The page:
THE SAD CASE OF THE INJUSTICE DONE TO BISHOP PETER A. LIBASCI IS SOMEHOW BALANCED BY THE POETIC JUSTICE OF WHAT HAS HAPPENED TO GOVERNOR Andrew Cuomo WHO PUSHED THE PASSAGE OF THE LAW THAT UNJUSTLY PUNISHED Bishop Libasci BUT JUSTLY INDIRECTLY PUNISHED GOVERNOR CUOMO.

Bishop Peter A. Libasci Was Set Up by Governor Andrew Cuomo

Aug 25 Written By Fr. Gordon J. MacRae

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Before he was himself accused New York Governor Andrew Cuomo signed into law a window in the civil statute of limitations spawning claims against a Catholic bishop.

Back in 2010, I closely followed a story that appeared in most national news media outlets. It was about Bishop Eddie Long, a well-known preacher, TV evangelist, and pastor of a Baptist mega church in Georgia. He was accused of sexual assault in multiple lawsuits brought by three young adult males.

Unlike in nearly all similar claims against Catholic clergy, all three of the men, barely out of their teens, opted to allow their names to appear in media coverage. The story unfolded in stark contrast with similar claims against Catholic priests in other ways as well. Lawyers and victim advocates have explained away the sometimes decades-long gaps that have comprised 70-percent of the claims against priests. It is routinely claimed that accusers of Catholic clergy — the vast majority of whom were teens at the time of an alleged offense — may require decades to come forward due to the trauma inflicted on them. In contrast, the three young men accusing Bishop Eddie Long filed lawsuits within two years.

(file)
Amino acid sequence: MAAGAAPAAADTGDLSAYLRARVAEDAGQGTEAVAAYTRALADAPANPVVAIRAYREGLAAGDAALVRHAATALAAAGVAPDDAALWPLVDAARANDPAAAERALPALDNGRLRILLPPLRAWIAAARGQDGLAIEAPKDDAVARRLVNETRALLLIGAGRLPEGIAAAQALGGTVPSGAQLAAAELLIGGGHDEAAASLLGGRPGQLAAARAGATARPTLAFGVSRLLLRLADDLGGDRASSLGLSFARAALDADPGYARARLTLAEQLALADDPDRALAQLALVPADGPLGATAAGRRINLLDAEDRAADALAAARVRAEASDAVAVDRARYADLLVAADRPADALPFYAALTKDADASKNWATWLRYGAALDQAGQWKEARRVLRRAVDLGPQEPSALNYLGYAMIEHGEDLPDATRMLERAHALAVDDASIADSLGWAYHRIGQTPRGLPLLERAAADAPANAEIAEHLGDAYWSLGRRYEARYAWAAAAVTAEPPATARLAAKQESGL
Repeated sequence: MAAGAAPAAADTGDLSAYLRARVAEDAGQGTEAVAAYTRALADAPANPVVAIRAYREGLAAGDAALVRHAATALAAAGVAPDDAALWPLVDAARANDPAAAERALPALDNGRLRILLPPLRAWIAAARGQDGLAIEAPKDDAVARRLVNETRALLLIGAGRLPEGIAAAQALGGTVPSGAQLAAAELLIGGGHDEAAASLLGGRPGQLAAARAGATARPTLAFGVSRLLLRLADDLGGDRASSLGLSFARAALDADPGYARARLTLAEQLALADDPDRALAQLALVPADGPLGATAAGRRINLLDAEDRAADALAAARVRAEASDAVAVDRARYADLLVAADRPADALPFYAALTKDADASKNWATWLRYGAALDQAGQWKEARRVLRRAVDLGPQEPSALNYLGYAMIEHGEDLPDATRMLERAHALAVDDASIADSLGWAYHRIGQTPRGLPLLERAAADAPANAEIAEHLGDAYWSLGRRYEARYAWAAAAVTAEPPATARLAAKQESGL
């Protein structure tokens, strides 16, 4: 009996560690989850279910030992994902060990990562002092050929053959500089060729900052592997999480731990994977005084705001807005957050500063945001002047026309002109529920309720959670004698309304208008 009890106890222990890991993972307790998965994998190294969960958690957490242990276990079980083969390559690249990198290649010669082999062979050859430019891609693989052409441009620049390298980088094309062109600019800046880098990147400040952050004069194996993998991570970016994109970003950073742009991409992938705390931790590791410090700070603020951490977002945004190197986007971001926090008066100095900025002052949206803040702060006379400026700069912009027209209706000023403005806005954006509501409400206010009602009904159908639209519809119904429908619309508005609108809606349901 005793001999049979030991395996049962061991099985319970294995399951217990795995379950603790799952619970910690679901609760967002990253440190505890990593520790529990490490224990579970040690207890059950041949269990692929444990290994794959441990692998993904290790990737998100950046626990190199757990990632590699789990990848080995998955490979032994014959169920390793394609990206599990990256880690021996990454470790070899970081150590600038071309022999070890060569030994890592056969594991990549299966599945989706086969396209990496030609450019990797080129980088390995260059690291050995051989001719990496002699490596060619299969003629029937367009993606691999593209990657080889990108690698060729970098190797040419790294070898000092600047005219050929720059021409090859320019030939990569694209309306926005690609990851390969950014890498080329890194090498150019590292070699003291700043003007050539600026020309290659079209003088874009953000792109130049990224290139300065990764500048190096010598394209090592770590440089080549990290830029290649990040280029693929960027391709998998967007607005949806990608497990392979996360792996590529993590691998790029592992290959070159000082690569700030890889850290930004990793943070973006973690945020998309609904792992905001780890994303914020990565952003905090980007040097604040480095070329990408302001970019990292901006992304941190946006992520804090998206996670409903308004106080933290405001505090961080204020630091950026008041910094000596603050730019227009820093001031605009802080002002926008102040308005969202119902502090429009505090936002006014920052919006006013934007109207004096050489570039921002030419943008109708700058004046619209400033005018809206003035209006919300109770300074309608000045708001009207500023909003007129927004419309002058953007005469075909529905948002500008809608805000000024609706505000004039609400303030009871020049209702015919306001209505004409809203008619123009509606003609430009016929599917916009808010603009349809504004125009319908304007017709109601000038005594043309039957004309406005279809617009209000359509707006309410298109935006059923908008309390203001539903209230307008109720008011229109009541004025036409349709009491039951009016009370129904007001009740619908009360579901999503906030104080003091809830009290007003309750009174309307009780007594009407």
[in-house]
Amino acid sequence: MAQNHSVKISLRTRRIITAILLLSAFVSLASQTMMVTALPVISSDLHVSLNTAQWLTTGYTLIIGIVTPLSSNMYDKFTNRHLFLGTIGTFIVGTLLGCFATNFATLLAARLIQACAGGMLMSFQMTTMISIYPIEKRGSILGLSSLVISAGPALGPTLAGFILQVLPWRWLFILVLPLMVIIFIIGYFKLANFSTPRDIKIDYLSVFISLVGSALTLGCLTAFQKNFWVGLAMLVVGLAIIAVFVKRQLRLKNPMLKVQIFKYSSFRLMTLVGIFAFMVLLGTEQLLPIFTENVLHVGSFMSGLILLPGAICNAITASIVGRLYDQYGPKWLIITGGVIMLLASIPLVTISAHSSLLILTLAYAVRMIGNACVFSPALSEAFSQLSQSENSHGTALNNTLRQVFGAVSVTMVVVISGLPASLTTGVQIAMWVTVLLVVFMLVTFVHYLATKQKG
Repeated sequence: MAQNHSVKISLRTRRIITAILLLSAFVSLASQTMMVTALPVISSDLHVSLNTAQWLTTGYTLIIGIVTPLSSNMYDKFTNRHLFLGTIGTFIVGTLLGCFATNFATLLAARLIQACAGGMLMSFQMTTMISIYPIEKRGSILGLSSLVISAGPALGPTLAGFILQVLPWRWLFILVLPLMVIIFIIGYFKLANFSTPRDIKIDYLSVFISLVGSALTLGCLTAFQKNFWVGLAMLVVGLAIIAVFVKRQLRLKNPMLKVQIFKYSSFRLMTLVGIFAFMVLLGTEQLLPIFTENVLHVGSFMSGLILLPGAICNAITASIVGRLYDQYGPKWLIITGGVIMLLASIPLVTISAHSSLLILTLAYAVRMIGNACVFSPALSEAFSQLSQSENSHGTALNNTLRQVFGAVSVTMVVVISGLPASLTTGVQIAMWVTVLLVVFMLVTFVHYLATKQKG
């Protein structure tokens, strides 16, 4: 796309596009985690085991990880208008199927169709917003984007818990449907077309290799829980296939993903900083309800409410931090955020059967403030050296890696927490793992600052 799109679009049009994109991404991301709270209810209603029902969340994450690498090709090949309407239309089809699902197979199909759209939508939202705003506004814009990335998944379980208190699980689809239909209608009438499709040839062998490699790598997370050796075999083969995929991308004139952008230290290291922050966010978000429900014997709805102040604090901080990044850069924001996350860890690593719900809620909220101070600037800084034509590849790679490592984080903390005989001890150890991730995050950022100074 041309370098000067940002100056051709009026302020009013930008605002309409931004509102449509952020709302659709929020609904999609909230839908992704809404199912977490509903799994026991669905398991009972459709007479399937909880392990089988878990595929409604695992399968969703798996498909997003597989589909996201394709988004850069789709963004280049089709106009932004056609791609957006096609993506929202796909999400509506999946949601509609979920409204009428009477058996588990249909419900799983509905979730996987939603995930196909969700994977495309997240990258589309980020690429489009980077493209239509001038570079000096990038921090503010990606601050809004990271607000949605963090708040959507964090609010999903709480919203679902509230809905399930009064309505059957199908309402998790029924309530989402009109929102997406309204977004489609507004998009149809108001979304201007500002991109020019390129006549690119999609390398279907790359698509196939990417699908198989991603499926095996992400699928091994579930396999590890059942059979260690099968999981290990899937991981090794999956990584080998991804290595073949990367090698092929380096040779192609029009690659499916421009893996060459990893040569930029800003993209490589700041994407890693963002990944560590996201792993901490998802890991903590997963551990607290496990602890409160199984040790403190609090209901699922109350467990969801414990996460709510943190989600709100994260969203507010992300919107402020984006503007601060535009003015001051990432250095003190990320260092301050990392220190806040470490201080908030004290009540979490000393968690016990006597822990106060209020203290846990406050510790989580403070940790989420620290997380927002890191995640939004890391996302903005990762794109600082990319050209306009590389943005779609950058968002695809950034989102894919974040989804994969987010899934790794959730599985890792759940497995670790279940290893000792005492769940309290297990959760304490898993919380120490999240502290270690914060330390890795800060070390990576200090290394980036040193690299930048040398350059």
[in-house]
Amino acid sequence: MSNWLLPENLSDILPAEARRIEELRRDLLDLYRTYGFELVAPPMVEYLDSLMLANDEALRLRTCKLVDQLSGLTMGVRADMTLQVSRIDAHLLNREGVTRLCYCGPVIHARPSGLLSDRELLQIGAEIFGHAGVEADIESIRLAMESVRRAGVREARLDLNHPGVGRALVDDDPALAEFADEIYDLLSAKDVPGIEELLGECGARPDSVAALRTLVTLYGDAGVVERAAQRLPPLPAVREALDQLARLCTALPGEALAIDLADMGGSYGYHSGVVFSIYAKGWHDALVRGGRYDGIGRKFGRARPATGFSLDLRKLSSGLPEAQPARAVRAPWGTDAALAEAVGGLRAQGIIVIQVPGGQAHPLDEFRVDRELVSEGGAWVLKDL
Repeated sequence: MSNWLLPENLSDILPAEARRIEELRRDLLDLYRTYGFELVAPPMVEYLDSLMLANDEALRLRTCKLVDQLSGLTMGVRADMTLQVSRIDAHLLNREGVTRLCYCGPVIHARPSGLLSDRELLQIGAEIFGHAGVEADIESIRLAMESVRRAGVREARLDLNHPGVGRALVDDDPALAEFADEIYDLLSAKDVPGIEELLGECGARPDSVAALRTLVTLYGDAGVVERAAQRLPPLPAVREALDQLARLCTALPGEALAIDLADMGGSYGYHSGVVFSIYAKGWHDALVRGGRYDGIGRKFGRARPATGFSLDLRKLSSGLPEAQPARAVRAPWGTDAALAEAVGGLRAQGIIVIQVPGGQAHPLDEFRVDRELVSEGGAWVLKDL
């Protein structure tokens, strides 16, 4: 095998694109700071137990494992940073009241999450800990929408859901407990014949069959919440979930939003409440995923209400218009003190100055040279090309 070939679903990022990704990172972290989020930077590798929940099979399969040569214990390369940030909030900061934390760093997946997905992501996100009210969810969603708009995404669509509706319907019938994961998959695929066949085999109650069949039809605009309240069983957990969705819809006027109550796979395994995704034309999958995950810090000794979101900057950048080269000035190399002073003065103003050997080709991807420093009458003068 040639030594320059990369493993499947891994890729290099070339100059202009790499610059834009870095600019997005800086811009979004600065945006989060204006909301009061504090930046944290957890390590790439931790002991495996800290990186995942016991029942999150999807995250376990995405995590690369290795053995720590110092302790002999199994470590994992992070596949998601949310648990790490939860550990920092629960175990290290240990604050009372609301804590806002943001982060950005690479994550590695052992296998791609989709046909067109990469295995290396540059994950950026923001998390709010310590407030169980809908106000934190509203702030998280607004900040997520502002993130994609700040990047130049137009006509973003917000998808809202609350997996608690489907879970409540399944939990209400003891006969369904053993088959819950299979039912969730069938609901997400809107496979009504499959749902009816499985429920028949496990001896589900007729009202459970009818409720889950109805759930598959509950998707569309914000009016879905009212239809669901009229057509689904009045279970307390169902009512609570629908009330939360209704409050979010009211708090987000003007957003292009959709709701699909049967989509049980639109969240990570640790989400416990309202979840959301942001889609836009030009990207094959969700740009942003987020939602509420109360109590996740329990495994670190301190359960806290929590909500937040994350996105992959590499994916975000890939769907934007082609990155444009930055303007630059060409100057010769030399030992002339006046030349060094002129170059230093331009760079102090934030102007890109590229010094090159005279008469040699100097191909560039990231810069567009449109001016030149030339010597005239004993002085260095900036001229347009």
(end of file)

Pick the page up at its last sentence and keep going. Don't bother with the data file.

Bishop Long denied that the claims were true. Criminal charges were never filed so the claims were not investigated. The story came down to his word against theirs. When The Wall Street Journal published a 2010 account of Bishop Long’s vow to fight these claims, it was among the five most-read stories of that week at WSJ.com. Clearly, many in the news media presumed at first reading of the headlines that he was a Catholic bishop. The decision to fight the claims rather than simply settle thus stood out as a news story of its own.

In the end, however, Bishop Long and his parish decided to settle the claims for an undisclosed sum in 2010. No one questioned their assertion that settlement of such claims is common and in no way should be seen as an admission of guilt or culpability. Beyond Bishop Long’s parish, there were no deeper pockets to pursue. He simply resumed his ministry as though nothing had ever happened.